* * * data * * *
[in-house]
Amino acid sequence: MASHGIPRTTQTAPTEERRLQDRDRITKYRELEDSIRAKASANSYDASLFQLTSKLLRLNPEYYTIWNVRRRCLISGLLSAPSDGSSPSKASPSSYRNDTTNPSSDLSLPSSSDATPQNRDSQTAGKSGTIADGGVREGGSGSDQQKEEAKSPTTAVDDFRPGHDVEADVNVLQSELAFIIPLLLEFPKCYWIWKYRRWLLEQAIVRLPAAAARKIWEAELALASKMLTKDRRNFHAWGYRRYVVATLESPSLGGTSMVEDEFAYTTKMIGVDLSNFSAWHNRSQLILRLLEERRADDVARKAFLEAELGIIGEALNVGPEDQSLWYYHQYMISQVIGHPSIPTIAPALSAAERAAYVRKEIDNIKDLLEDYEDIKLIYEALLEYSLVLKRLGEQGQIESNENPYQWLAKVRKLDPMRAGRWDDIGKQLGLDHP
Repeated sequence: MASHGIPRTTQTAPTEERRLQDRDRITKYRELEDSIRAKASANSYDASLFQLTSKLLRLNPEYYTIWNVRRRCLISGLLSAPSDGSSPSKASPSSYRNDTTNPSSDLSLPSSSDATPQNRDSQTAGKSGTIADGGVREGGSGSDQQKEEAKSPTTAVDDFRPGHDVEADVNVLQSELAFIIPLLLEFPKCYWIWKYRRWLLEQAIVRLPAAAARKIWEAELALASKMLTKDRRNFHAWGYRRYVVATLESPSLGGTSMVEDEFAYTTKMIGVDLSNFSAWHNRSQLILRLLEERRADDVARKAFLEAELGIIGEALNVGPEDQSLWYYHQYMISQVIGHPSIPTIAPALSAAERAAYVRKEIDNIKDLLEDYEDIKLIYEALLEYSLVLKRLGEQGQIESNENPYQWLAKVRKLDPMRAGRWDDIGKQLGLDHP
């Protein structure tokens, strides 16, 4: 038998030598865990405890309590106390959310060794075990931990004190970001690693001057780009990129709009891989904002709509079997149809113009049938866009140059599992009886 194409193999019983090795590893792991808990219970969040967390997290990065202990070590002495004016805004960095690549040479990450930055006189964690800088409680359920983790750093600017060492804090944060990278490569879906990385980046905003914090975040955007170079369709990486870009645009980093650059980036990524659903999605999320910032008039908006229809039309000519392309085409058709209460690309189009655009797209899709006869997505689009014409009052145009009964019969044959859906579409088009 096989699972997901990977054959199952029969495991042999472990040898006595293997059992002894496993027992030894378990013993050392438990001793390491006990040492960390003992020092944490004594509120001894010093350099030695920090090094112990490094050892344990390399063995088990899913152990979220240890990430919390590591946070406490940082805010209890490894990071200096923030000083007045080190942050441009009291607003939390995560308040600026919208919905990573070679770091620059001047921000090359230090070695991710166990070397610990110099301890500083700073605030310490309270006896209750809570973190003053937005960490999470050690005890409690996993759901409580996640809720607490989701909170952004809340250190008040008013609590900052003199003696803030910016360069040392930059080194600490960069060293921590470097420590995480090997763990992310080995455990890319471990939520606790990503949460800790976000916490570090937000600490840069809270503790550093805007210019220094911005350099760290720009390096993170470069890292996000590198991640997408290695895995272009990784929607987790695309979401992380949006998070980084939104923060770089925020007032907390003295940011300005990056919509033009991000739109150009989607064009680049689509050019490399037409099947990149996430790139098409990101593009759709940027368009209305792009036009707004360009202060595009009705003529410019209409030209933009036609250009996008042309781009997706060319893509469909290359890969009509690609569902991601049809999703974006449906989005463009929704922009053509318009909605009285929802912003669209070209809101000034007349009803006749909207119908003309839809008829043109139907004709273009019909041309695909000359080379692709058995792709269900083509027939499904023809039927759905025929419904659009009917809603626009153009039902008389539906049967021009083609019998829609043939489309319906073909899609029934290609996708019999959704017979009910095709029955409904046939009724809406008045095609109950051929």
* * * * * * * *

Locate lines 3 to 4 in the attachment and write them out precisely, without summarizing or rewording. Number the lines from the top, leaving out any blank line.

Repeated sequence: MASHGIPRTTQTAPTEERRLQDRDRITKYRELEDSIRAKASANSYDASLFQLTSKLLRLNPEYYTIWNVRRRCLISGLLSAPSDGSSPSKASPSSYRNDTTNPSSDLSLPSSSDATPQNRDSQTAGKSGTIADGGVREGGSGSDQQKEEAKSPTTAVDDFRPGHDVEADVNVLQSELAFIIPLLLEFPKCYWIWKYRRWLLEQAIVRLPAAAARKIWEAELALASKMLTKDRRNFHAWGYRRYVVATLESPSLGGTSMVEDEFAYTTKMIGVDLSNFSAWHNRSQLILRLLEERRADDVARKAFLEAELGIIGEALNVGPEDQSLWYYHQYMISQVIGHPSIPTIAPALSAAERAAYVRKEIDNIKDLLEDYEDIKLIYEALLEYSLVLKRLGEQGQIESNENPYQWLAKVRKLDPMRAGRWDDIGKQLGLDHP
């Protein structure tokens, strides 16, 4: 038998030598865990405890309590106390959310060794075990931990004190970001690693001057780009990129709009891989904002709509079997149809113009049938866009140059599992009886 194409193999019983090795590893792991808990219970969040967390997290990065202990070590002495004016805004960095690549040479990450930055006189964690800088409680359920983790750093600017060492804090944060990278490569879906990385980046905003914090975040955007170079369709990486870009645009980093650059980036990524659903999605999320910032008039908006229809039309000519392309085409058709209460690309189009655009797209899709006869997505689009014409009052145009009964019969044959859906579409088009 096989699972997901990977054959199952029969495991042999472990040898006595293997059992002894496993027992030894378990013993050392438990001793390491006990040492960390003992020092944490004594509120001894010093350099030695920090090094112990490094050892344990390399063995088990899913152990979220240890990430919390590591946070406490940082805010209890490894990071200096923030000083007045080190942050441009009291607003939390995560308040600026919208919905990573070679770091620059001047921000090359230090070695991710166990070397610990110099301890500083700073605030310490309270006896209750809570973190003053937005960490999470050690005890409690996993759901409580996640809720607490989701909170952004809340250190008040008013609590900052003199003696803030910016360069040392930059080194600490960069060293921590470097420590995480090997763990992310080995455990890319471990939520606790990503949460800790976000916490570090937000600490840069809270503790550093805007210019220094911005350099760290720009390096993170470069890292996000590198991640997408290695895995272009990784929607987790695309979401992380949006998070980084939104923060770089925020007032907390003295940011300005990056919509033009991000739109150009989607064009680049689509050019490399037409099947990149996430790139098409990101593009759709940027368009209305792009036009707004360009202060595009009705003529410019209409030209933009036609250009996008042309781009997706060319893509469909290359890969009509690609569902991601049809999703974006449906989005463009929704922009053509318009909605009285929802912003669209070209809101000034007349009803006749909207119908003309839809008829043109139907004709273009019909041309695909000359080379692709058995792709269900083509027939499904023809039927759905025929419904659009009917809603626009153009039902008389539906049967021009083609019998829609043939489309319906073909899609029934290609996708019999959704017979009910095709029955409904046939009724809406008045095609109950051929």